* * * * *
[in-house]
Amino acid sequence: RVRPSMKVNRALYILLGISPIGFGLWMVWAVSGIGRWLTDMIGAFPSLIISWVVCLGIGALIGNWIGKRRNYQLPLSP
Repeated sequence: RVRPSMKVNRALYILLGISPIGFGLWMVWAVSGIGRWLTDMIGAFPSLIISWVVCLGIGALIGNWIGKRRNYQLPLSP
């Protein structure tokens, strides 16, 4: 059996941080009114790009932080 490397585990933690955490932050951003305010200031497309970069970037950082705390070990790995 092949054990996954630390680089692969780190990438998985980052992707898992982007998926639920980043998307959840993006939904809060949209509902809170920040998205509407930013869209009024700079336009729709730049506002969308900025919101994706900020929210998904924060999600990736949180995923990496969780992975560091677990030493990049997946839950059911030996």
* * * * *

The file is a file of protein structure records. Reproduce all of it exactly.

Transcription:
[in-house]
Amino acid sequence: RVRPSMKVNRALYILLGISPIGFGLWMVWAVSGIGRWLTDMIGAFPSLIISWVVCLGIGALIGNWIGKRRNYQLPLSP
Repeated sequence: RVRPSMKVNRALYILLGISPIGFGLWMVWAVSGIGRWLTDMIGAFPSLIISWVVCLGIGALIGNWIGKRRNYQLPLSP
């Protein structure tokens, strides 16, 4: 059996941080009114790009932080 490397585990933690955490932050951003305010200031497309970069970037950082705390070990790995 092949054990996954630390680089692969780190990438998985980052992707898992982007998926639920980043998307959840993006939904809060949209509902809170920040998205509407930013869209009024700079336009729709730049506002969308900025919101994706900020929210998904924060999600990736949180995923990496969780992975560091677990030493990049997946839950059911030996």